Yes, especially if it’s a smaller business. For my team, we went to a local paint store and just explained to the owner/manager what we do as a team, and they gladly were able to donate some paint for us, and gave us discounts. Obviously paint isn’t the most necessary thing for a robot, but not having to pay for it allowed us to use that money elsewhere while still being able to use some creativity for signs and other projects.

It definitely helps, but it’s not always necessary. Depending on the business, having an adult there might help them realize that you’re not just some high schooler trying to scam them out of money/products.

They can be, but you have to look into them to see how much you can actually profit. For example, an Applebees flapjack fundraiser requires a down payment of I believe $100. If you know that you’re only going to be selling $150 worth of tickets, then it may not be worth it for your team. We have done many of the Flapjack Fundraisers, and one way we try to boost profits is to have raffles at the events. That’s another place where parents could get involved.

Also, another way of raising money is simply a GoFundMe. Getting parents to share it on Facebook and stuff like that will definitely earn you a bit of extra money.


Does your team have a tax-exempt organization to receive donations? Make sure you know.

There are a lot of reasons why you might not be hearing back from sponsors. It doesn’t hurt to follow up, but you also might want to review your approach. Maybe do a “practice call” with one of your mentors to see if there is anything about your presentation that may be turning them off,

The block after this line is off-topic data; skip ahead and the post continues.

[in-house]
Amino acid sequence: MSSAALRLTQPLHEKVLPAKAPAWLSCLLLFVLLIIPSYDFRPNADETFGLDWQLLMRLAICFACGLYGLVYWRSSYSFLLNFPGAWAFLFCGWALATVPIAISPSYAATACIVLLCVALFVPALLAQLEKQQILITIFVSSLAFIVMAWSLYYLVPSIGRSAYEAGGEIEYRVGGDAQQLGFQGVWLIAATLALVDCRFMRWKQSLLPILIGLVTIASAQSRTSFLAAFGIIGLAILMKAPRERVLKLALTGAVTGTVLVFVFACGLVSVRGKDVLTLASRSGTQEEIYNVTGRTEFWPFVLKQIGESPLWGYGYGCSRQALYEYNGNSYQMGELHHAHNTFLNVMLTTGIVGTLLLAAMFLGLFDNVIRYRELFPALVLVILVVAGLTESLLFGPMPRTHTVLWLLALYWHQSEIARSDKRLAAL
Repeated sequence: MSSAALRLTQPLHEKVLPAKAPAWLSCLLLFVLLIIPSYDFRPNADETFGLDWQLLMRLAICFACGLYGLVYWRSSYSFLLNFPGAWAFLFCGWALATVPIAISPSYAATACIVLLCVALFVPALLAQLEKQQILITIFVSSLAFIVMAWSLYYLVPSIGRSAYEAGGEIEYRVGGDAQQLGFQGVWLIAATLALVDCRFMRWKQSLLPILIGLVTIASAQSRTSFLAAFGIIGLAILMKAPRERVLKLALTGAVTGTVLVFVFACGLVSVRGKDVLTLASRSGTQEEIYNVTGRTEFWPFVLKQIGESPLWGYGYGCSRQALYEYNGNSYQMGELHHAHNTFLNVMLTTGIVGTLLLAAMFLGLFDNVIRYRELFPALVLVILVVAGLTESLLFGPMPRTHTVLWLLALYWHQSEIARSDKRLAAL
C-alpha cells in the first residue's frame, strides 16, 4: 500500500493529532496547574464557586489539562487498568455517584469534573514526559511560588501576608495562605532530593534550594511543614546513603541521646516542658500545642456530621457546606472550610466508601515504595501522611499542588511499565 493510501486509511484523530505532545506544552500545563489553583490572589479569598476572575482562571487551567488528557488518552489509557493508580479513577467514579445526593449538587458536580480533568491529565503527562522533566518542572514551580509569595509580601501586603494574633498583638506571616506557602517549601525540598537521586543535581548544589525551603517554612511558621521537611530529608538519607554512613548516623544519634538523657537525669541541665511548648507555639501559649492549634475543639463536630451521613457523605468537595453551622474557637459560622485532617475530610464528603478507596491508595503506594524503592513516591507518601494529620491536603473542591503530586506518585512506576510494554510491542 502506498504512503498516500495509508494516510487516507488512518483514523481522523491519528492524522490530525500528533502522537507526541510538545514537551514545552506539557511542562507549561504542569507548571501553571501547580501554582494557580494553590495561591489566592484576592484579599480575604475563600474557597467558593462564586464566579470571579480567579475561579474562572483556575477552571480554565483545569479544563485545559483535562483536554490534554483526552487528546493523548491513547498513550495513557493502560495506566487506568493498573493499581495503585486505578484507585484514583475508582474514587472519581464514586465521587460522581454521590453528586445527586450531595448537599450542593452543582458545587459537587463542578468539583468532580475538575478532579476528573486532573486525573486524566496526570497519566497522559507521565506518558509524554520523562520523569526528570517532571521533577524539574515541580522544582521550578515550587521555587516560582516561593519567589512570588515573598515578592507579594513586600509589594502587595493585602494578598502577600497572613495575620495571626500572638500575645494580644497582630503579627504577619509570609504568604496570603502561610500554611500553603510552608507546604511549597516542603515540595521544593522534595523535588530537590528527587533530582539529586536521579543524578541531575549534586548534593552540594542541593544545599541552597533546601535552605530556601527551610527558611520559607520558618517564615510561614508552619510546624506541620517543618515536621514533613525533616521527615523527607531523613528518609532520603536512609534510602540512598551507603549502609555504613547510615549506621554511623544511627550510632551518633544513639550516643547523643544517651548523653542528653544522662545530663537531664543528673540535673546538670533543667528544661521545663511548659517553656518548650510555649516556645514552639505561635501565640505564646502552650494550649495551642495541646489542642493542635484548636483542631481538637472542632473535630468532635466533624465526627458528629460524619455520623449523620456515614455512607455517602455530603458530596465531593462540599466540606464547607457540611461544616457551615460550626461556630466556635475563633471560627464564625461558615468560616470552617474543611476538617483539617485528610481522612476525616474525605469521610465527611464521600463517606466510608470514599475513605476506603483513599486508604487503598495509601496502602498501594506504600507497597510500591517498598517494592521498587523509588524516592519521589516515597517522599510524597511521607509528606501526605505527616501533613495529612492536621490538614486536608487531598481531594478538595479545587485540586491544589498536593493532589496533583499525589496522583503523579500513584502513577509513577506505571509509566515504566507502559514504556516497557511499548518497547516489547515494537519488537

Networking is key. Reach out to the parents of your teammates to see if the companies they work for might sponsor the team. Many employers have charitable giving programs that will sponsor you for the price of a short letter.

And speaking of networking, don’t discount the value of asking a local supermarket or shop for permission to set up a table in front of their store. Bring a robot and have students take shifts talking to people about your team. You’ll get cash donations, but also occasionally a new student, mentor, or corporate sponsor.

Keep the message positive, never pushy, and never take a sponsorship for granted.


Check out the FIRST Fundraising Toolkit, collected and assembled by the illustrious @Renee_Becker-Blau
It’s full of tips and strategies and advice.


Two thoughts. If the previous advisor left on good terms he, or she, would probably be willing to do an introduction of whoever is going to be handling this end of things. Lots of outreach just hits the spam folder unless it comes from a known source.

Also…since FIRST is supposed to be teaching real world skills, it sounds as if your major funding is still intact. Perhaps this is a situation where scaling back expenses is in order? The decision to do one or more than one event, the call on how many students to take, tech upgrades…these are all within your power to decide. In our sixth season I’m impressed by how much “stuff” we have accumulate. We probably have enough in hand to build two robots. Unless of course the fabled Water Game finally arrives.



A one-day fundraiser might be something you can do before winter break, but with more time on your hands you could scale up. If you have a summer school or weekend classes going on, ask school admin about setting up a snack shop. You could sell lunch, pizza, etc. pretty effectively, since its something simple for students to grab and go, and there will always be people there around break time.

This topic was automatically closed 365 days after the last reply. New replies are no longer allowed.